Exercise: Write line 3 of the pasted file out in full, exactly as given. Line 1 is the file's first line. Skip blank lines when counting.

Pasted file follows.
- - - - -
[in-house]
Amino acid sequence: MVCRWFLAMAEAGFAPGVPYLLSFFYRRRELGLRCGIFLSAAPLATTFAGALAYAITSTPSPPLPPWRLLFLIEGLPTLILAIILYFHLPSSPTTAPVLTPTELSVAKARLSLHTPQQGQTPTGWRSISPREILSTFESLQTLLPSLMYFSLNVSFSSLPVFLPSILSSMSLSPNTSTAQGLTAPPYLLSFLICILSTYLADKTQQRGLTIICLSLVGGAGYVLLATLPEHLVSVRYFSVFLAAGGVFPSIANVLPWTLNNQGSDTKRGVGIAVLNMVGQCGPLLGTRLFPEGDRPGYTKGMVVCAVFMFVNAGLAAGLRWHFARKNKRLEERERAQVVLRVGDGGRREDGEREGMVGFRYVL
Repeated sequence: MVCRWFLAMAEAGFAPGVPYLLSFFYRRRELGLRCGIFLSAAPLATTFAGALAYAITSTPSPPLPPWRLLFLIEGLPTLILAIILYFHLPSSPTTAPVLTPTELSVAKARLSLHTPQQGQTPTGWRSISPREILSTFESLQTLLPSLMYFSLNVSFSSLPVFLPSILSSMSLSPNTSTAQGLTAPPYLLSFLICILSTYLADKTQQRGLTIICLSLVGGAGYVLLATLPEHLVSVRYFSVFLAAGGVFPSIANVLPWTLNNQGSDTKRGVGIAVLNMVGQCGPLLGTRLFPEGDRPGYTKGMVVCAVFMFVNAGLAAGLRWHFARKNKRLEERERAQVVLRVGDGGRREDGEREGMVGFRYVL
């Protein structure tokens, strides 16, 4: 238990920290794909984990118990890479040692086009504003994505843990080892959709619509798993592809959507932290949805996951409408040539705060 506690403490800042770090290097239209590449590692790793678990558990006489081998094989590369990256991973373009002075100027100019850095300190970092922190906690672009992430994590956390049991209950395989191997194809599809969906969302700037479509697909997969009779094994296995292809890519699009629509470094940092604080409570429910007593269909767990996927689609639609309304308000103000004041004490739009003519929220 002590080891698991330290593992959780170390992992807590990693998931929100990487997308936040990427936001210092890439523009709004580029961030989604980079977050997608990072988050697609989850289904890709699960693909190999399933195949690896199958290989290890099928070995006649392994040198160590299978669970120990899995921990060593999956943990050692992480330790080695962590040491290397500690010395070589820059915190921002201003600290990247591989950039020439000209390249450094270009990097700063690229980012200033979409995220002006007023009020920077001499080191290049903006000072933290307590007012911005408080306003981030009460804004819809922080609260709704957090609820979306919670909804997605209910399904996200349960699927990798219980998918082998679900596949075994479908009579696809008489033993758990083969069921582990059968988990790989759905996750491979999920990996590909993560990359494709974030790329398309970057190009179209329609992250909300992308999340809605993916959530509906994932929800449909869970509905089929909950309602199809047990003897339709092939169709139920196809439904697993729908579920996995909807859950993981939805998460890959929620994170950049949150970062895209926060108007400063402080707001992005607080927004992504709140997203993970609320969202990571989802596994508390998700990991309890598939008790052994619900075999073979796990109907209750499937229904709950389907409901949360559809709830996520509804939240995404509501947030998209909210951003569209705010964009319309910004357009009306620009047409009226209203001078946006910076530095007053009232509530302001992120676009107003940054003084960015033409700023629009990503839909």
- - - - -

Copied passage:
Repeated sequence: MVCRWFLAMAEAGFAPGVPYLLSFFYRRRELGLRCGIFLSAAPLATTFAGALAYAITSTPSPPLPPWRLLFLIEGLPTLILAIILYFHLPSSPTTAPVLTPTELSVAKARLSLHTPQQGQTPTGWRSISPREILSTFESLQTLLPSLMYFSLNVSFSSLPVFLPSILSSMSLSPNTSTAQGLTAPPYLLSFLICILSTYLADKTQQRGLTIICLSLVGGAGYVLLATLPEHLVSVRYFSVFLAAGGVFPSIANVLPWTLNNQGSDTKRGVGIAVLNMVGQCGPLLGTRLFPEGDRPGYTKGMVVCAVFMFVNAGLAAGLRWHFARKNKRLEERERAQVVLRVGDGGRREDGEREGMVGFRYVL